I'd had a text from Gina to say that she was playing a few songs at the Horse Hospital in Bloomsbury.
Well, it had been a fulsome day, starting at seven witha stop-start journey round the M25 to brighton, pre-loaded with Offsprog One's belongings. All was fine, until I got into Brighton itself (accessed via Hollingbury Racecourse, an extraordinary but quite beautiful route). The Satnav swore blind that Offsprog One's road simply didn't exist. I tried all sorts of tricks and eventually broke into mild perspiration after several stressed phone calls to her through clenched teeth. Rename: Satan-nav.
A tough looking man (who had obviously done so much teeth-clenching that most of them had fallen out) had baggsied the parking space outside Offsprog One's house, but somehow we managed to unload and I even found a space further down the footpath-masquerading-as-a-street and had a quick cuppa in her pocket handkerchief garden.
Then it was time for Offsprog Two. We tried loading up from the next street (she was moving from only a street away from Offsprog One to the Big Yellow up the road), but eventually settled on a double yellow line with hazard lights (cue more mild perspiration) and then had a comedy-film hour of the wrong person being at the storage facility to sign the papers, no padlock, the trolley ran down the hill with the house contents on it, etc etc.
Back in London, I sighed a big sigh and thought that at least I'd done a bit to help and nobody looked too miserable even though homelessness was impending (maybe that's changed today).
I felt I deserved a night out in fantasy land and I was not to be disappointed. I got there just in time to see Gina play (did Kitty play too? I'm so sorry if I missed her). Gina was looking exceptionally glamorous and played four songs, including my fave, I Do Not Want To Wear Stilettos. She got a very good reception and was closely questioned by one audience member about her lyrics, and gently mobbed at the end.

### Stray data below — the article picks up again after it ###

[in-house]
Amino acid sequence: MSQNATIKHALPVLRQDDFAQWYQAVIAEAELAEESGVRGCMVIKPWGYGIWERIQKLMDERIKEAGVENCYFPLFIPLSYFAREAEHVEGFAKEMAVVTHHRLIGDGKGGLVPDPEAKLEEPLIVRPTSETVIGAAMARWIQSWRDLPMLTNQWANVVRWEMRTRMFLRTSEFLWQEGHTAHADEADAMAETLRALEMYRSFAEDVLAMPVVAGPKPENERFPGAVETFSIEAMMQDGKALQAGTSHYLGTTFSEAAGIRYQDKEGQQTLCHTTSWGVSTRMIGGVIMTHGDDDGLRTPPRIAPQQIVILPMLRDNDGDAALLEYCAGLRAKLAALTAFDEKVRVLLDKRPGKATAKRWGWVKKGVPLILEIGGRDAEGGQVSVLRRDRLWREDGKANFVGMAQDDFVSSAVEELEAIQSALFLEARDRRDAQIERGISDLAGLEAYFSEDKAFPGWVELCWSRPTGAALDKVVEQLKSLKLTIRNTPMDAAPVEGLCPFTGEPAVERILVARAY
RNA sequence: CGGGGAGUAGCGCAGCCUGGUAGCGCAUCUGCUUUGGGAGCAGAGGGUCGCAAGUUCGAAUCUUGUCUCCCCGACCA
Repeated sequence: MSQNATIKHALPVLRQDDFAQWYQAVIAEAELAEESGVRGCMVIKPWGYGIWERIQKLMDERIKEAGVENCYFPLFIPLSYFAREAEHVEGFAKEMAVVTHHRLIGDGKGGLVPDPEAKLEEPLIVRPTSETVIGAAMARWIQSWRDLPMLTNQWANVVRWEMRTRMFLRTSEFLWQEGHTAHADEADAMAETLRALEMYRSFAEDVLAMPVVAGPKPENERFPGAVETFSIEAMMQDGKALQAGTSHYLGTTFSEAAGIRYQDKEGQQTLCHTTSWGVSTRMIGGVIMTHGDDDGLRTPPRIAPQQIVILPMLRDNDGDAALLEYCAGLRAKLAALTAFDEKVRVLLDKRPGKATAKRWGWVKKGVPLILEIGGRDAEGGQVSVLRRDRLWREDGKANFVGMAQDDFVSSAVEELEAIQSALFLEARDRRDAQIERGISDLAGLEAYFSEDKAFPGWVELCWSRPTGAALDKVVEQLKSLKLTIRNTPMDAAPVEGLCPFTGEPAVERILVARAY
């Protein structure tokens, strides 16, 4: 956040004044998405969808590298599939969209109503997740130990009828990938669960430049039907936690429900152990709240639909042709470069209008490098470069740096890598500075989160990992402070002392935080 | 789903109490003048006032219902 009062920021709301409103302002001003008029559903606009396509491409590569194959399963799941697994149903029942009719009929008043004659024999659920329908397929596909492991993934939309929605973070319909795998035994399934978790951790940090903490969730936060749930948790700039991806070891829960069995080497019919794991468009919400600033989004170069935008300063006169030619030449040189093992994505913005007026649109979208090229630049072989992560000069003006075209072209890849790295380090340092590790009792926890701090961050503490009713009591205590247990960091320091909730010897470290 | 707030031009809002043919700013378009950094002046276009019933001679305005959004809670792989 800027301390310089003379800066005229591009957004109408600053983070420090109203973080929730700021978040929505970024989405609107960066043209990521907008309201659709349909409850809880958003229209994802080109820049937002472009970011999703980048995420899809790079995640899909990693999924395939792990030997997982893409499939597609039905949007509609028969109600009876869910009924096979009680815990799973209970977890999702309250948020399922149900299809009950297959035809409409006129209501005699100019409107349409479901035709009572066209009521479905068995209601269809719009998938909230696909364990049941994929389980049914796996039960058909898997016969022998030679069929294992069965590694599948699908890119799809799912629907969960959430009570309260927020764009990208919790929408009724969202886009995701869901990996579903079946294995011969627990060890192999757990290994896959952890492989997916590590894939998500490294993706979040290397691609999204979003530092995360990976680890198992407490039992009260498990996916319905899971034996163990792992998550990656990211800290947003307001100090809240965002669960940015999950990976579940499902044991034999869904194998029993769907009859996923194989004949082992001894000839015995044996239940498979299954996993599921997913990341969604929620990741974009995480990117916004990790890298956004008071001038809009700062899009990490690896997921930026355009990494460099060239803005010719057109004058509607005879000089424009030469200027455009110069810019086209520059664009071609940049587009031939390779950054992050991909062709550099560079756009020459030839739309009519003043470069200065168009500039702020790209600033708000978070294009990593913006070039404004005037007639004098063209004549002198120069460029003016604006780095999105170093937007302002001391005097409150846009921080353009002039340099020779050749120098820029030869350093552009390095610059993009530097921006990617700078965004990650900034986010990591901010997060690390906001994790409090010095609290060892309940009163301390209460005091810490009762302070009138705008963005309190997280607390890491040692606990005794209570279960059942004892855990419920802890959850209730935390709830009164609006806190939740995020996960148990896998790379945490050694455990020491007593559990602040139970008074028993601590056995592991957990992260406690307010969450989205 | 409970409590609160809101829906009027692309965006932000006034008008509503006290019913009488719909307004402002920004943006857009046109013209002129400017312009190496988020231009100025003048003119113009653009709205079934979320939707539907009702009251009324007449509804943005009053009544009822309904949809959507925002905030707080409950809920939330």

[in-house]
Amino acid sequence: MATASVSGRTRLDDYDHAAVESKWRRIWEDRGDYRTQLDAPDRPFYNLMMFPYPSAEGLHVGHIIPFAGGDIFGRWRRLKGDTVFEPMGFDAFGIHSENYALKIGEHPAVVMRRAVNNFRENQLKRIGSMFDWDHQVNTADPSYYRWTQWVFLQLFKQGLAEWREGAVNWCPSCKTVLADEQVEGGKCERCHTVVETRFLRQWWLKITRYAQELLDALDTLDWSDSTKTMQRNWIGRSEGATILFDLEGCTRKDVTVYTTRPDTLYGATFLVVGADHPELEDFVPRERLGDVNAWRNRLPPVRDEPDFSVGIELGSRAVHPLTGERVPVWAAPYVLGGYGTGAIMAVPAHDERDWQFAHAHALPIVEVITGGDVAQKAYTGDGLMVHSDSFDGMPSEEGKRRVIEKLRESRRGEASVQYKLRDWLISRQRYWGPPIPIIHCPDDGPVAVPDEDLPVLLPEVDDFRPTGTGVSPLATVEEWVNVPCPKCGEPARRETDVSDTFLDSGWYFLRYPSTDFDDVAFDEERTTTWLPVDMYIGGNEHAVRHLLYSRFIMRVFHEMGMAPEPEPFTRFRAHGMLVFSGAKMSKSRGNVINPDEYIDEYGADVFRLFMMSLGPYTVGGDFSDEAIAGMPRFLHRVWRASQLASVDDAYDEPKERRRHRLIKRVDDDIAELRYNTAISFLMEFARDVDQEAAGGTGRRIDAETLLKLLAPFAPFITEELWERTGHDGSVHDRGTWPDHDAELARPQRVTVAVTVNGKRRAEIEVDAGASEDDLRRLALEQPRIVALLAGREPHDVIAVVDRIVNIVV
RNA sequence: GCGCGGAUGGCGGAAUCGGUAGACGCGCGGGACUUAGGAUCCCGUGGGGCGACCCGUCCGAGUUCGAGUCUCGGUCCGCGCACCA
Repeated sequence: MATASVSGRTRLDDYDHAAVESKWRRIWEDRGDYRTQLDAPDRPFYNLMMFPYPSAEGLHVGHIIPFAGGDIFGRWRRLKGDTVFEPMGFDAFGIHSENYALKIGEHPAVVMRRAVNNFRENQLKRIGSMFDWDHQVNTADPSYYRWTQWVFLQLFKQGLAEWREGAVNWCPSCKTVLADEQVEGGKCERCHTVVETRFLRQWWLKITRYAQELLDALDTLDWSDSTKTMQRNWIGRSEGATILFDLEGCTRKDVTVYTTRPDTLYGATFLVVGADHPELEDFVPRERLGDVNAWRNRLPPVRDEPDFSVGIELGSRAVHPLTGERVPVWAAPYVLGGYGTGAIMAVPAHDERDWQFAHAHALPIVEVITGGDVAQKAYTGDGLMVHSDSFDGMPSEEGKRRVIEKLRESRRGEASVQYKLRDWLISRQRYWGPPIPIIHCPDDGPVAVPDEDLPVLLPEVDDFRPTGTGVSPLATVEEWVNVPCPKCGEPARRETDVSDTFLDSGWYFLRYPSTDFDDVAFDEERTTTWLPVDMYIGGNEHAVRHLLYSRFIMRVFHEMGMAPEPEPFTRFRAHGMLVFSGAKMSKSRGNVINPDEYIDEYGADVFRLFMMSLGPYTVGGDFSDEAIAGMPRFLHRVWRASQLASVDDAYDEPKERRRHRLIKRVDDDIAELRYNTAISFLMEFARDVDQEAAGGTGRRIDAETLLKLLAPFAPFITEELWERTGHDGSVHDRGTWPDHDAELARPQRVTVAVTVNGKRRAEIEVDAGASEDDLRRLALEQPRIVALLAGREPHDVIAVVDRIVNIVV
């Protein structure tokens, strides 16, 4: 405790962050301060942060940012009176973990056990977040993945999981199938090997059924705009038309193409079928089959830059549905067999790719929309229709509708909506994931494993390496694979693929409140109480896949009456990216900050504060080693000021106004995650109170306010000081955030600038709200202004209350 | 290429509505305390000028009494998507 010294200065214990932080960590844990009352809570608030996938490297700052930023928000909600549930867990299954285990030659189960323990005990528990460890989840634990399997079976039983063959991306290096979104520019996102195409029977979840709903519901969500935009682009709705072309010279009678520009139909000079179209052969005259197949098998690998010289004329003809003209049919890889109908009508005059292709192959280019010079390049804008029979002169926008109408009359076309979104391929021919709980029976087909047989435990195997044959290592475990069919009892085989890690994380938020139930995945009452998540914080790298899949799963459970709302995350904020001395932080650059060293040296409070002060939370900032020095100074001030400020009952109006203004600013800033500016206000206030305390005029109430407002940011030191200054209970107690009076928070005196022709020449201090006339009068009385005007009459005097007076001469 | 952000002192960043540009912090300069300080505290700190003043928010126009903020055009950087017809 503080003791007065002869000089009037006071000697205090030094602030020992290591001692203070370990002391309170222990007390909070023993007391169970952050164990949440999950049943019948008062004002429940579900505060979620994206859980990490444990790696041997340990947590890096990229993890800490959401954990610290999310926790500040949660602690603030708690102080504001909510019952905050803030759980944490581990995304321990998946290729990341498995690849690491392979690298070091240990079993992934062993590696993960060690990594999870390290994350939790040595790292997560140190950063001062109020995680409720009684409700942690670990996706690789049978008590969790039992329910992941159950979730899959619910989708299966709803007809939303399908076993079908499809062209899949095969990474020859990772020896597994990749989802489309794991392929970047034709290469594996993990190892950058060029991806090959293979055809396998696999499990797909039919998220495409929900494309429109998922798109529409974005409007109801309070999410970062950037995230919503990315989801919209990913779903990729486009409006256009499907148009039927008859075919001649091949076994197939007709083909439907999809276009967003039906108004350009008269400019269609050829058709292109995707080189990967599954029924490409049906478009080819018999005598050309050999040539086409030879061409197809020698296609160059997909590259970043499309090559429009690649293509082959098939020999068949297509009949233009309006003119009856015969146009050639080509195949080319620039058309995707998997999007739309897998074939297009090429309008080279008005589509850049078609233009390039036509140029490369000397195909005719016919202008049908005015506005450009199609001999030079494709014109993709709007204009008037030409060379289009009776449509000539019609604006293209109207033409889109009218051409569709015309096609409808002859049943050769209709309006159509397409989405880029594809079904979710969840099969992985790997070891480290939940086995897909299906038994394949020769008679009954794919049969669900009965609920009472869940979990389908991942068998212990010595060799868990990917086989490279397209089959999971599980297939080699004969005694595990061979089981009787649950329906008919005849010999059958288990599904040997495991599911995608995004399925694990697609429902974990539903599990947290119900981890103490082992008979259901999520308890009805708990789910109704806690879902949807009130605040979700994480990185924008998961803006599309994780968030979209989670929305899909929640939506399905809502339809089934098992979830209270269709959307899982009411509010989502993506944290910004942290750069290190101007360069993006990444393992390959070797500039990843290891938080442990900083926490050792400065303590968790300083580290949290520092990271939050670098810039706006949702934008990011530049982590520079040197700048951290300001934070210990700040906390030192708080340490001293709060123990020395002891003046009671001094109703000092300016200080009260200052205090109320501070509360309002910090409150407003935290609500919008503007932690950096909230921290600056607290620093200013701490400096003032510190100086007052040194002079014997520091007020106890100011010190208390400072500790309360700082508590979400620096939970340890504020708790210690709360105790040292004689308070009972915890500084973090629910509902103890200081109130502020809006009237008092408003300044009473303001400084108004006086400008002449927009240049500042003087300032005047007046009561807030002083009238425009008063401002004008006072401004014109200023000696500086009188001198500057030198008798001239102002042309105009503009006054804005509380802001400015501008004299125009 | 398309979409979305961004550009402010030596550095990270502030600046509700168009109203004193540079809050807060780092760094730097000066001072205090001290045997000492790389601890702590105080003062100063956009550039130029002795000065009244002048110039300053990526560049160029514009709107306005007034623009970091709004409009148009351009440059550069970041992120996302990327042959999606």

There was a chap called Sebastian Willan (I think) who according to Kitty (who was a very charming and funny mistress of ceremonies), wasn't called Sebastian at all, but was really Sam. Sebastian/Sam sang four very funny and simple songs nestled within anecdotes, with an appealing DIY simplicity about them. The best one was his song about the Chairoplanes at Carter's Steam Fair where he had worked for a day, apparently becoming bored after the first half hour. He'd obviously been mildly indoctrinated during his day's employment as his eyes glazed over slightly when he told us the ins and outs of the Chairoplane. He wore super shoes and a shirt that he claimed looked good on the shelf but on the person was a little too like something Noel Edmonds would wear.
Emma Bennett, wearing double headphones, sang, spoke and chirped along to recordings of herself responding in that way to birdsong. It sounded like Dada or Savant poetry until you realised what she was doing and then it all made sense and took on a more beautiful aura, shifting from Joyce Grenfell to Laurie Anderson in one fell swoop. Very aurally interesting and nice to see a committed performance of something so detailed in its dedication to the transcription of birdsong.
Finally, Molly Farquar (?) appeared, telling us about living in the same street as David Bowie, who painted his house black when he moved in, while Molly's family's house had been black and they painted it white. Molly had a box of records and she played firstly Cliff Richards' Summer Holiday followed by a seemingly random series of vinyl singles that got us all up dancing for the grand finale. Funny coincidence of the finale was Molly picking out Jimmy Cliff's You Can Get It If You Really Want It, followed by The Rolling Stones' You Can't Always Get What You Want.
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